Escargot Anyone?

You can tell a lot about a society by examining what its members throw away.

For example, here’s the trash heap or midden of a Pogonomyrmex colony.



Shell collection?

Water condensation devices?

Taste for escargot?

Garlic and butter anyone?

Where do ants go in the winter?

Once again, our post has been inspired by a children’s book. This time it is Bugs and Bugsicles:  Insects in the Winter by Amy S. Hansen and Robert C. Kray (illustrator). The authors follow different insects, including pavement ants, as they prepare for winter. I posted a review of this book at Wrapped In Foil and insects in winter activities at Growing With Science.bugs-and-bugsicles

When you see ants and other insects coming out in the spring, you may wonder “Where do ants spend the winter?” The answer is, it all depends on where in the world the ants live, and which of the over 12,000 species you are studying.

Where below-freezing temperatures are common, ants exhibit a number of strategies to get by.

Under the ground:

Some ants, like wood ants (Formica), can adjust the structure of their nests to help regulate the internal temperature. The huge mounds act as solar-collectors, increasing the temperature inside. When it becomes too cold, wood ants retreat to deep underground, below the frost line.


In wood:
Camponotus carpenter ants, live in nests in wood. Although wood is a good insulator, it still freezes inside during the winter. Carpenter ant species that live in temperate climates must have a provision for overwintering. The ants enter a state of slowed metabolism called “diapause.” Generally, the queen stops laying eggs. The workers develop large fat bodies, which can be seen as their gasters swell in size. The workers begin to aggregate more than before. In the two species I studied in upstate New York, Camponotus pennsylvanicus and Camponotus novaeboracensis, the larval stage also overwintered in the nest, but pupae and eggs did not.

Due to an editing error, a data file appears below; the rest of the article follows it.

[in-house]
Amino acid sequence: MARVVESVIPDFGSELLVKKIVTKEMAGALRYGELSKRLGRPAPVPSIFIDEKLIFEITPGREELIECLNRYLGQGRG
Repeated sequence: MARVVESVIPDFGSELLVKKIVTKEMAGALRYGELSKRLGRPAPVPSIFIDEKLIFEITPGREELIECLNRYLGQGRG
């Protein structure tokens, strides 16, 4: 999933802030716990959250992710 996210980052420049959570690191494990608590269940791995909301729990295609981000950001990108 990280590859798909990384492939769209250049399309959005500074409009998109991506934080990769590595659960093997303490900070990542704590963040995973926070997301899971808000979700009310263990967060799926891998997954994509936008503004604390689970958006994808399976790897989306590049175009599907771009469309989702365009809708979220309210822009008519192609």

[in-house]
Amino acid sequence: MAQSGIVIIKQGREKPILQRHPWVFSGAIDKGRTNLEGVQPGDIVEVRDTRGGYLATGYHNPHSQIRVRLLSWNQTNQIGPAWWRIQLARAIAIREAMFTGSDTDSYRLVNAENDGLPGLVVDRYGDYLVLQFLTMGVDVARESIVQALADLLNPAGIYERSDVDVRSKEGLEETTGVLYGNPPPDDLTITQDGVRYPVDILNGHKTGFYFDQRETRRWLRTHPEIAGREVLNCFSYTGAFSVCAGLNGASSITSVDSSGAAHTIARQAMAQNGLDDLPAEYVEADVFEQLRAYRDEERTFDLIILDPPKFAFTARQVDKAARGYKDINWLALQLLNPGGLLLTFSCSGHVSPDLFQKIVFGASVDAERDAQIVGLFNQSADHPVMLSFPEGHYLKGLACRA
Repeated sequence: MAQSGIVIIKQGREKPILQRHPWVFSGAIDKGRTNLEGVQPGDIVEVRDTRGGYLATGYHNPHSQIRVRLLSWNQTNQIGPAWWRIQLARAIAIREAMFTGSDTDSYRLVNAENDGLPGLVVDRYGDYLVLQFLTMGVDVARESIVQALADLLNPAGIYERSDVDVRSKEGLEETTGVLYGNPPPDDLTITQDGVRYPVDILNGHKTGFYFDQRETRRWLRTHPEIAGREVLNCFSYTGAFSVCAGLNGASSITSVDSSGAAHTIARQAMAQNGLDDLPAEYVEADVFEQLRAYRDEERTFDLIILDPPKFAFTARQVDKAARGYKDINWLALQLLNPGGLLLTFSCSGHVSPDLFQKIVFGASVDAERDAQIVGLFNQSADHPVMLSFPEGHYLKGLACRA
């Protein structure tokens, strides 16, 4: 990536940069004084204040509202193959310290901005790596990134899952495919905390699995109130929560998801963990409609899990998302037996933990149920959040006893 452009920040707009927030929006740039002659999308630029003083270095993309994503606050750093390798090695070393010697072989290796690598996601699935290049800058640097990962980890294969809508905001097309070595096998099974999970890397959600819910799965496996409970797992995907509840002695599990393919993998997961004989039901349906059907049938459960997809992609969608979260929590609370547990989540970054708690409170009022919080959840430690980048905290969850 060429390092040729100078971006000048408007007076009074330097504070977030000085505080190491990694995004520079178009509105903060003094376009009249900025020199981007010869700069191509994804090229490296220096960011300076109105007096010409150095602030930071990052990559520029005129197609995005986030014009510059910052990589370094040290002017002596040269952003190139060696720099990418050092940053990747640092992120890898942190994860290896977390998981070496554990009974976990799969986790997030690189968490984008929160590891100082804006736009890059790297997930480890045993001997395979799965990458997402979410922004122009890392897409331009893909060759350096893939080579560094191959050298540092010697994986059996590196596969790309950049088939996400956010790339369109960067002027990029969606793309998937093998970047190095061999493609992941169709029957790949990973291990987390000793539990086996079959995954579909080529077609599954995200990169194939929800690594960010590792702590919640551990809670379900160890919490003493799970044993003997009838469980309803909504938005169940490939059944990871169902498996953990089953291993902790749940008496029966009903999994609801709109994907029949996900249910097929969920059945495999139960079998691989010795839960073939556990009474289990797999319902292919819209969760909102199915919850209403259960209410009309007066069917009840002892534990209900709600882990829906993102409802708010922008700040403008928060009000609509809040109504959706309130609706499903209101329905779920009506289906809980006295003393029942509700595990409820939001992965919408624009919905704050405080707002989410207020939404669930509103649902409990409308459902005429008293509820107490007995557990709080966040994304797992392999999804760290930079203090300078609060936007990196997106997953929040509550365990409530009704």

Although I kept my laboratory colonies at constant temperatures and light conditions, they still periodically went into diapause. It appeared that colonies required exposure to temperatures below 15° C for about 60 days to exit diapause. Without cold temperatures, the colonies would remain in a suspended state for extended periods.


In acorns:
Acorn ants spend the winter inside acorns on the ground. These tiny ants form small colonies. When Joan Herbers and Christine Johnson took a look at how the colonies did over winter, they found low survivorship overall. Why do the ants stick it out in acorns instead of heading underground? Some evidence suggests that by spring acorns are relatively rare, and by staying inside their prize home over winter, the acorn ants are assured of a summer home. (for acorn activities for kids, see Growing With Science).

Winter ants

One species of ant, Prenolepis imparis, has earned itself the name of winter ant because it is often out foraging in temperatures near freezing. Walter Tschinkel showed that in northern Florida these ants actually are active from November to March and then workers seal up their underground nests  and don’t come out until the following fall. Leave it to a species of ant to do things completely the opposite to most other insects.


Photograph of Prenolepis imparis from (No photographer named)

No winter?